Friday, February 12, 2010

The Wolfman Report

Well, The Wolfman has been seen—at 1:05 this afternoon at the Arclight in Sherman Oaks. The comical digital sign in the picture to the left greeted me at the entrance to the auditorium, setting the stage for who-knows-what.

For those of you who don't know, the Arclight Cinemas are upscale movie houses in Los Angeles with full-service cafés, gift shops and state-of-the-art projection and sound. Before each film begins, an employee walks in front of the screen, welcomes the audience and delivers a spiel designed to help us maximize our viewing experience. The poor young woman today got to Benicio Del Toro's name and completely caved. We knew what she was trying to say, because she kept going: "B...B...B...."

Now to the film itself. Del Toro plays Lawrence Talbot, a noted stage actor in America, who is called away from a London run of "Hamlet" by his brother's fiance, Gwen (Emily Blunt), because his brother, Ben, has mysteriously disappeared, and she wants him to join in the search. He arrives too late, though—Ben's body has been found torn to pieces by an unknown but powerful creature.

Talbot is received at his rundown family estate estate by Gwen and Sir John, his distant, eccentric father (Anthony Hopkins), who seems oddly unmoved by his son's death. Inspector Aberline (Hugo Weaving), a Scotland Yard detective, arrives to investigate, and the stage is set. We all know what happens next: Talbot is attacked by the creature and becomes a werewolf himself. Other things happen, too, but I'm not going to print any spoilers here.

The cast is excellent, but I expected it would be. Everyone brings real commitment to their performances. Del Toro, looking like a cross between the original Wolfman, Lon Chaney Jr., and Oliver Reed, the werewolf in Hammer's Curse, plays the tormented Talbot with the requisite angst; Blunt brings British stiff-upper-lippedness to her performance (actually I think she has a stiff upper lip).

No one can do "dry" like Weaving, and his inspector character is a welcome addition to the story. Geraldine Chaplin could have gone more over the top, actually, as Maleva, the gypsy, and Hopkins shows everyone else how it's done with his performance as Sir John. This character is an empty, emotionless shell but he remains compelling because Hopkins keeps giving us hints about the dark secrets that dwell within him.

The production design, art direction and special effects are great, too. Computer creations are seamlessly blended with real locations to vividly recreate London in the 1880s, a Hammer-esque country village and especially Talbot's creepy family estate. Cobwebbed and neglected, it's easy to imagine Miss Havisham occupying the rooms upstairs. Baker's Wolfman is a magnificent beast. He looks just enough like the original Chaney creature to satisfy fans, but about a thousand times more ferocious. The transformation scenes are intense and painful-looking, and—best of all—he charges along on all fours when he's on the hunt.

The killings are suitably splattery, and there are even some visual nods to the Universal classics. When he's standing atop a gargoyle in London howling at the moon, it brings to mind nothing so clearly as the studio's classic Phantom of the Opera, perched atop the statue of an angel, red cape blowing in the wind. When Talbot undergoes primitive electroshock procedures to cure him of his "delusions," the instruments the doctors use look like they came straight from the set of Bride of Frankenstein. And of course scenes with torch-wielding villagers storming through foggy woods are a Universal requirement. Oddly, there's also a battle sequence that recalls Alan Bates' and Oliver Reed's nude wrestling match in Ken Russell's Women in Love!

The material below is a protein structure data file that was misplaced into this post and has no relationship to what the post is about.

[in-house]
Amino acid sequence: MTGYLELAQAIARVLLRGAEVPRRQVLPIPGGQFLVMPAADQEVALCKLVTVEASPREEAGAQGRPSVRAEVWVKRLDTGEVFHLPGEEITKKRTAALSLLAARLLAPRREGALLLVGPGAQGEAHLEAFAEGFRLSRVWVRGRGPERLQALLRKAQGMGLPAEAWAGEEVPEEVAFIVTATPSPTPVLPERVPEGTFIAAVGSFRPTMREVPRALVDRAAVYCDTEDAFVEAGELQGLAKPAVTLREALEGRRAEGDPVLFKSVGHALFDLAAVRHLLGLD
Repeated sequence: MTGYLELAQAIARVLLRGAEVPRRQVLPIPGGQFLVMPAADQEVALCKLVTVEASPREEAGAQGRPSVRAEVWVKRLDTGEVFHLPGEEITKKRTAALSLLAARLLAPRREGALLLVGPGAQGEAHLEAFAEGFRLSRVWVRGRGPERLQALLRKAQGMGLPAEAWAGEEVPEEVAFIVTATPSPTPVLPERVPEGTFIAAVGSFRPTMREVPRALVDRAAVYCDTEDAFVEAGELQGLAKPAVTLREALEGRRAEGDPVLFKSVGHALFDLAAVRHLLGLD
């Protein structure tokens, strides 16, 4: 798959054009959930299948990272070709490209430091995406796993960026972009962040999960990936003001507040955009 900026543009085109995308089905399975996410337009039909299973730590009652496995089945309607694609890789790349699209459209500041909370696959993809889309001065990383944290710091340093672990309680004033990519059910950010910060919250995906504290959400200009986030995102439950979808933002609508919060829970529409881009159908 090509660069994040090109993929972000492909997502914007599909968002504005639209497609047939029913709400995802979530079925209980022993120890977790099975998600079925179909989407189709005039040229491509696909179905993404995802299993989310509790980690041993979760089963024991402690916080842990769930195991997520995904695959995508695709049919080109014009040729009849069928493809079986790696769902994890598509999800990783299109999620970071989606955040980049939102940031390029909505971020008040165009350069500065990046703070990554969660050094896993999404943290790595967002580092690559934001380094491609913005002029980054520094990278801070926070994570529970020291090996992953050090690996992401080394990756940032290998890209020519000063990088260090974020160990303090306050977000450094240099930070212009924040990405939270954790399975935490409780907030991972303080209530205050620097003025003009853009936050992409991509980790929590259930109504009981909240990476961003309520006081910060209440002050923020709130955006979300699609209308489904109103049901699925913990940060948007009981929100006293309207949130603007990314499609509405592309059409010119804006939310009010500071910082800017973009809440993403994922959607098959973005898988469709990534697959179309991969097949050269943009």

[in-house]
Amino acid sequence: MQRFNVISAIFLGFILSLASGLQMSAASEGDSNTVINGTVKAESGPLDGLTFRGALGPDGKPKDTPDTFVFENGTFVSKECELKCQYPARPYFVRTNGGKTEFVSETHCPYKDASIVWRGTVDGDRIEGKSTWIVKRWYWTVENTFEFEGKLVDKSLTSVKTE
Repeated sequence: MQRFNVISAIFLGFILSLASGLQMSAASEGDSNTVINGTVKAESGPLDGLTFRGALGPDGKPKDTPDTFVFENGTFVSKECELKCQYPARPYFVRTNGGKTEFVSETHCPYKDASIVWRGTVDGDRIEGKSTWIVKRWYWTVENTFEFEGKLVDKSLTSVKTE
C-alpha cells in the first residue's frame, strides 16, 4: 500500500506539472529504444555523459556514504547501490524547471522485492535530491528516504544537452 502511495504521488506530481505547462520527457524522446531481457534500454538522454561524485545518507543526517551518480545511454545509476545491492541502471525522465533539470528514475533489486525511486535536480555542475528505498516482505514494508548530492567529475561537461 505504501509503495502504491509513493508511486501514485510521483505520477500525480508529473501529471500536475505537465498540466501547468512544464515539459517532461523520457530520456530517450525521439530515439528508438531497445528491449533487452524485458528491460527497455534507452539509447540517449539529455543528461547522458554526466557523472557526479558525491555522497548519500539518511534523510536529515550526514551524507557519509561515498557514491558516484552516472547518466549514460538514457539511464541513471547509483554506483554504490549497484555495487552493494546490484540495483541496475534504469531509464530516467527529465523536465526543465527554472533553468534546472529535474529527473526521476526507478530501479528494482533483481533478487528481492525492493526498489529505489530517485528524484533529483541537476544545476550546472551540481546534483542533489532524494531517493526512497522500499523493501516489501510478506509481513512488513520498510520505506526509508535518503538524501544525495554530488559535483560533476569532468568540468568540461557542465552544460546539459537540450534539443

Danny Elfman's score certainly adds atmosphere to the proceedings, but I think he wrote too much of it. I don't recall a single second of silence in the entire film. As I'd feared, the script is what's the problem here. It's pretty perfunctory, and it's slow going for the first half-hour or so, but when the first transformation kicks in, it picks up pace. Some of the scenes between Del Toro and Blunt are borderline mawkish, through no fault of their own; it's just that the writers seemed unable to get a handle on how these two characters would talk to each other. Hopkins' Sir John gets some nice development, though, and Weaving's inspector, whom I'd feared would be an afterthought, also contributes interest. Everyone knows the basic story; it could have used more kick.

So is it a worthy update of a classic character? I don't think there's any way to add to or update that legacy. It's completely of its time and of its place, and any earnest attempt to recreate it would be laughable to today's audiences. Having said that, it's not bad. Everything about it looks great; it just really needed a better script. And if only they'd made it in 3D...

1 comment:

Russell Adams said...

I also attended that screening and felt that the Arclight hostess did a fantastic job. While it's true she had trouble with pronouncing the star's name, I thought she was fantastic at transforming into a werewolf and running up the aisles, biting selected audience members!


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